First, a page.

Confessions of a Model UN Conference Attendee


Model UN students take great pride in their membership, tackling the problems of the world in various scenarios.

Jessica Capossela
Over the course of four days, during the Columbia trip for Model UN, my committee on the flight of the French monarchs went through drastic historical changes. By the third day, King Louis XVI was murdered and replaced with a fabulous new queen who had a beard and happened to be an even more fabulous wide receiver when she wasn’t in committee. What was supposed to be a simple flight to Austria, developed into a scandalous outbreak of many secret armies. The royal dressmaker created one that caused so much upheaval, that when he was put on trial, I decided to take it upon myself to write a note to crisis in order to put my ¨various secret skills in chemistry¨ to good use as an entrepreneur hairdresser. I made it so that poison was put in Madame Bertin´s dress as she awaited the verdict of her trial. Ironic deaths are always gloriously humorous, especially in a conference full of easily amused private school kids. Once the motion to suspend debate had been passed, as tradition follows, we created superlatives for each other. The boy who had become queen received, ¨most likely to become a sugar mommy.¨ I got best hair and eyes and when some of the kids from my committee saw on Snapchat that I had donated over 14 inches of my hair, messaged me joking that I have to give up the superlative. Beyond the actual conference, you become friends with the kids in your committee. I still have Snapchat streaks with people from my committee last year. Model UN allows you to meet people you never would have otherwise. This year, I continuously sponsored directives with a boy from California. Through all of the eccentric chaos that goes on in committee, the most memorable times have to be in between sessions. The time was spent consuming obscene amounts of pizza and Pop’ems, roaming Times Square, and getting called a future president by an unconventional homeless man. Although it is a lot of work, those four days are completely worth it.

David DiMinno
Being picked to go into the Sinaloa federation committee was an amazing opportunity that I did not fully value until I had entered the first committee session. Our committee was the Sinaloa federation back in 2010. My committee was full of fast paced, time sensitive, and thought provoking issues that had plagued the cartel of the infamous “El Chapo”. As cartel members, we were tasked with finding new ways to expand the influence of the cartel, while also keeping a low profile with scheming DEA agents. Pair that with being placed with an amazing and talented group of other students who worked hard for the 8 exciting sessions, all of us working endlessly to find answers to the crisis that would be placed in front of us. As far as the happenings inside the committee, there were scandals regarding El Chapo’s wife with her illegitimate son, various assassination attempts on El Chapo himself, a presidential election gone horribly wrong, plastic surgery to hide one’s identity, a trained tiger to hunt down government agents, and a newspaper editor turned governor turned presidential candidate. I was working tirelessly to work my way into El Chapo’s circle from the outside, trying my best to calm the people of Sinaloa, and sway them towards the cartel’s favor. Not only that, but whenever there was any kind of talk of rebellion against El Chapo, I made sure to shut it down and take the side of the head of the cartel without question. At one point, the area of Sinaloa was under attack by Los Zetas and the Gulf Cartel, both which are infamous in the region. When the attack began, we had about 30 seconds to solve each issue before another issue was stacked on top of the ones we already had, which eventually got to the point where we were dealing with 14 different issues at the same time. As the delegates fled the burning city, and the drugs that we had been supplying were destroyed, we all learned a valuable lesson: all’s fair in the world of drugs, cartels, and violence.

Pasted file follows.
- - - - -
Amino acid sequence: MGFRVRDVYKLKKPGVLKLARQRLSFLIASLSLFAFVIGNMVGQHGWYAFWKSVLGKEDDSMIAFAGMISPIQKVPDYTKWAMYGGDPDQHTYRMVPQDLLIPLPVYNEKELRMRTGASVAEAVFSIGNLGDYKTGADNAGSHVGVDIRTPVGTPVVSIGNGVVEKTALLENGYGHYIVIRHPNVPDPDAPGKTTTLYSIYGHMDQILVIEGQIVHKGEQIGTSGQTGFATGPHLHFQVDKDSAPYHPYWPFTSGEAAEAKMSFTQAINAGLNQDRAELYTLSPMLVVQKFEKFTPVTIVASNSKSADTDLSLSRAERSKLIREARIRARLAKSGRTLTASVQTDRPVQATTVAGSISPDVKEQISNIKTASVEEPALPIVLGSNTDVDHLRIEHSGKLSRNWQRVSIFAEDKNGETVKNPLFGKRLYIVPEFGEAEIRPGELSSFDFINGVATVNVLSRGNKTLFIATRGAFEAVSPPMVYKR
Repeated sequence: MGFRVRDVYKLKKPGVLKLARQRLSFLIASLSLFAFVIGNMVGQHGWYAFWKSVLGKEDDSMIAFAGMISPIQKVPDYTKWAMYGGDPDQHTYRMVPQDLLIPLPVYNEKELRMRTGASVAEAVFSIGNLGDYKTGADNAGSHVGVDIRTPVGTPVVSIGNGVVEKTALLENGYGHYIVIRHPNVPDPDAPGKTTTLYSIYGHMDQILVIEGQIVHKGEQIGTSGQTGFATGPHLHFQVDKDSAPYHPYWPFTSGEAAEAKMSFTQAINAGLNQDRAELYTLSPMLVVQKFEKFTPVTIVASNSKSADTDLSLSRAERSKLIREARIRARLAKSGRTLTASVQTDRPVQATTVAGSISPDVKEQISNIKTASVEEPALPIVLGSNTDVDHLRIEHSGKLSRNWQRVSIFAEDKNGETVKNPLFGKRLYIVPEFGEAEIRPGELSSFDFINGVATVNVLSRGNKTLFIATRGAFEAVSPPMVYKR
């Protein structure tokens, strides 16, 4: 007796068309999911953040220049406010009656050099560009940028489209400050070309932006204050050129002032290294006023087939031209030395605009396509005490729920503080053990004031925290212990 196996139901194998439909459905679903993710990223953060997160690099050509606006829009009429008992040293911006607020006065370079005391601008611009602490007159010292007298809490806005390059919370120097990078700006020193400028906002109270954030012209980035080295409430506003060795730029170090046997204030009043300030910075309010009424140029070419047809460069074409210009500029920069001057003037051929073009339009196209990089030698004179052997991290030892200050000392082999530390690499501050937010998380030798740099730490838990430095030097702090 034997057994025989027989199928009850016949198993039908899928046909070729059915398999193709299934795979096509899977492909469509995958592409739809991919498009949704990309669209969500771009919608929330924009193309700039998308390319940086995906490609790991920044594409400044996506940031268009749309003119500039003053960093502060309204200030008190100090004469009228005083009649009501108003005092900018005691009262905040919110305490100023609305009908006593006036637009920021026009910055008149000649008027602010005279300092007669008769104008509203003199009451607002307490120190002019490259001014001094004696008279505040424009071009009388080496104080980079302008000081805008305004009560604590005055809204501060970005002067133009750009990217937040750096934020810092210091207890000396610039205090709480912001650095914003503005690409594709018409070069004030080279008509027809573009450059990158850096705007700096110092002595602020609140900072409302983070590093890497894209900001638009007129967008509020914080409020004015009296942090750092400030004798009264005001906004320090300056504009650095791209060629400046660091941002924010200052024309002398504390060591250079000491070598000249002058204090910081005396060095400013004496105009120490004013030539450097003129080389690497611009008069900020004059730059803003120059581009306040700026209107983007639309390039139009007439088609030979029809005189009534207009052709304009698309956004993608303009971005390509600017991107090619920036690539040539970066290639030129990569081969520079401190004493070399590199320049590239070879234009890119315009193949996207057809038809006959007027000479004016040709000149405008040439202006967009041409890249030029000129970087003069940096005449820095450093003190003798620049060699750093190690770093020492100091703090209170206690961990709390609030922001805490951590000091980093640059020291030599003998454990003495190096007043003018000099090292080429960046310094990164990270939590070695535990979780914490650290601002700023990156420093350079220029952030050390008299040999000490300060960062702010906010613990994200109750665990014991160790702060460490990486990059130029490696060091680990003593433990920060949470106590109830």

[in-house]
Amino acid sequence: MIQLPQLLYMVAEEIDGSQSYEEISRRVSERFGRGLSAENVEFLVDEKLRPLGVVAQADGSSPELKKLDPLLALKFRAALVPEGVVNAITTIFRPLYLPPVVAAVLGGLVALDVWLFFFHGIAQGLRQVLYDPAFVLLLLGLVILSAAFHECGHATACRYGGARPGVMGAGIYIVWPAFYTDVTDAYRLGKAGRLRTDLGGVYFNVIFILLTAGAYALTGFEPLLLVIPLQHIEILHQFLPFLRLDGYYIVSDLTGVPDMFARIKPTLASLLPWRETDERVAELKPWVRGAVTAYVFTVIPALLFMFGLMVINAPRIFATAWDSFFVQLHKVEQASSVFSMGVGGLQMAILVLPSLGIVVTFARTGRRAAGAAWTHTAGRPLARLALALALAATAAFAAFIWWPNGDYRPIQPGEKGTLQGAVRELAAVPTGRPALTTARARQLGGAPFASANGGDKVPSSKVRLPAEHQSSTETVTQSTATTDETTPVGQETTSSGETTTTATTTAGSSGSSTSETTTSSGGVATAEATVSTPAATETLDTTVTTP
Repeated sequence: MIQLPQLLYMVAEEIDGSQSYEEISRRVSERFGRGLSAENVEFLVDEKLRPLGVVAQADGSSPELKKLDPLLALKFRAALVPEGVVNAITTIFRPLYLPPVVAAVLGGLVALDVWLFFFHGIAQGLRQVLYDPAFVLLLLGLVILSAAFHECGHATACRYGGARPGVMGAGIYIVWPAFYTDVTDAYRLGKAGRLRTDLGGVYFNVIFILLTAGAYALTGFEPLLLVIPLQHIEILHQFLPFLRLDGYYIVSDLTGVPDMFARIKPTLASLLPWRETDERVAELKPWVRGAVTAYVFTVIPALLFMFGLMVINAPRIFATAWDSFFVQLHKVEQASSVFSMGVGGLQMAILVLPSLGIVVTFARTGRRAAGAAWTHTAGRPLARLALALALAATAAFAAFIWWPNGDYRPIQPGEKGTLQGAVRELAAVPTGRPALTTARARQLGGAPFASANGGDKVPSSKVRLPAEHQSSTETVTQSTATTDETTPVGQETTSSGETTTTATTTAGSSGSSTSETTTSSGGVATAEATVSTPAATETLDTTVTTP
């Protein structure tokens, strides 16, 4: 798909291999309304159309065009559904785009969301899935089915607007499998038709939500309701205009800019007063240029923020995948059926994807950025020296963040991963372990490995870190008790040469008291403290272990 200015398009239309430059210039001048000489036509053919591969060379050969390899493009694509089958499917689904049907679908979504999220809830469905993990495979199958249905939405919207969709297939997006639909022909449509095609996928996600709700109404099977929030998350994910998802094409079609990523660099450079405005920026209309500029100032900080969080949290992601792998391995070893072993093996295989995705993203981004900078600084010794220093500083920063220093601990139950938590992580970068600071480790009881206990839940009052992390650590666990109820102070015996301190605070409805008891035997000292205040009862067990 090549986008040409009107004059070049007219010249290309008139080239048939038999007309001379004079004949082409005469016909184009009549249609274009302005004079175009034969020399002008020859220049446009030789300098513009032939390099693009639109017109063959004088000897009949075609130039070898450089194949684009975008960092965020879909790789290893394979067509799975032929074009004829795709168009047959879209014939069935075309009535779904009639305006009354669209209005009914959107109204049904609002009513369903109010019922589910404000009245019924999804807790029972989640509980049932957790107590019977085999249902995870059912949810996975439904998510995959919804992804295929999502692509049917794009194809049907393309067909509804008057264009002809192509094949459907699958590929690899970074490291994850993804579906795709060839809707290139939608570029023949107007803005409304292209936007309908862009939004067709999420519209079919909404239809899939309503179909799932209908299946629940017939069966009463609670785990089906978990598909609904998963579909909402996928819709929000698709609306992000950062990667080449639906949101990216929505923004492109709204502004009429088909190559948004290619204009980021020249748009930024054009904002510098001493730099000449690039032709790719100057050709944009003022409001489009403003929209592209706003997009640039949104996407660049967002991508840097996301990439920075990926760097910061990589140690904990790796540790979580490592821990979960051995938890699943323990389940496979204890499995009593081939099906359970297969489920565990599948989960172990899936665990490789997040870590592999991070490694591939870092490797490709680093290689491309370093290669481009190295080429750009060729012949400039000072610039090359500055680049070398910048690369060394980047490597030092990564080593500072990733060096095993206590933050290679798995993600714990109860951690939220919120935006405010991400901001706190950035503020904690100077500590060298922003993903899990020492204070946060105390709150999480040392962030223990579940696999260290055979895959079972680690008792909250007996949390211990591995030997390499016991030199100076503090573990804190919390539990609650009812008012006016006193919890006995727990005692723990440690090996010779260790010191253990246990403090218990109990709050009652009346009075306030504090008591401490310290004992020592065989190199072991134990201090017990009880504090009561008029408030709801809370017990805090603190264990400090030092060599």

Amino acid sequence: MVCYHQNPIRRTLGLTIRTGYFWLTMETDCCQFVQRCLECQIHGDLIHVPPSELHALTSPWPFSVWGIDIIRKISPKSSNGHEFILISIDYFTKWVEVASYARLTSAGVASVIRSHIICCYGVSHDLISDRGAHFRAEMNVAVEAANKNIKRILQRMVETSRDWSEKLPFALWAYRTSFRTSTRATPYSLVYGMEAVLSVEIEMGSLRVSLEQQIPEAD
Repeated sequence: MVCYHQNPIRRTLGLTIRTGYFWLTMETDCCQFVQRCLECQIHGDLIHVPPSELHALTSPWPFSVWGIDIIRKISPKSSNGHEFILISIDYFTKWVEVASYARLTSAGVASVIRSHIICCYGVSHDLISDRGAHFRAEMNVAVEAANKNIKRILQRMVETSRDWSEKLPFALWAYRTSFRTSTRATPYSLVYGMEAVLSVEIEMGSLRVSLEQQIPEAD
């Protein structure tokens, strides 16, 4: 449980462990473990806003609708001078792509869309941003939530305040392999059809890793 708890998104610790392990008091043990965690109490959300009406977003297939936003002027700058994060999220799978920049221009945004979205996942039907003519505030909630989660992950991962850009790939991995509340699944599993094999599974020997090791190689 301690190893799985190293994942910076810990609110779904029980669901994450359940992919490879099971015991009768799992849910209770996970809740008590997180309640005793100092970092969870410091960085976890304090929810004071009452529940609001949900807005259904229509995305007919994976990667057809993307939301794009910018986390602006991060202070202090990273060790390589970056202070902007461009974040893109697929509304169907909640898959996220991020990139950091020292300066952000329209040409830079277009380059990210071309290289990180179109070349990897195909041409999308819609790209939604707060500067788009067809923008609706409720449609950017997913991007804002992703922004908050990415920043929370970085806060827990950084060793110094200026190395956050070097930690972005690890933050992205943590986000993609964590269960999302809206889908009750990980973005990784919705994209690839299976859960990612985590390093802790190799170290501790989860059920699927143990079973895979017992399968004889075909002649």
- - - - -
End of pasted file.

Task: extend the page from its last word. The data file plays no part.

Jane Scinta
At CMUNCE XVI, I had the unique opportunity to participate in the Ocean Summit Committee. Tasked with the protection of international waters and the preservation of peaceful maritime relations, thirty-nine other delegates and I worked to achieve our country’s aims over the course of the weekend. During seven committee sessions, we debated issues such as overfishing and rising sea levels, passed notes to other delegates, and drafted resolutions- including plans to bring refugees home, provide protection against rising sea levels and protect the maritime environments of developing countries. Crisis continually sent us challenges like an oil spill in Comoros, an attack by Somali pirates, and a crack in the Arctic Circle to see how effectively our committee could propose solutions. I felt that my skills as an orator, writer, and communicator improved throughout the conference; likewise, I became more informed about the issues facing our world’s oceans as time progressed. One of my favorite parts of the weekend was the visit of the ambassador to Palau, who related real problems that Palau is facing, some of which we were simulating in our committee. As a result of our immersion in such an informative and diplomatic environment, we learned about several obstacles facing international problem-solving: the importance of timeliness when writing directives, the significance of both bilateral and multilateral communication, the difficulty of swaying opposing parties to your point of view, and, perhaps most importantly, the necessity of consistent and uniform cooperation to solve international problems.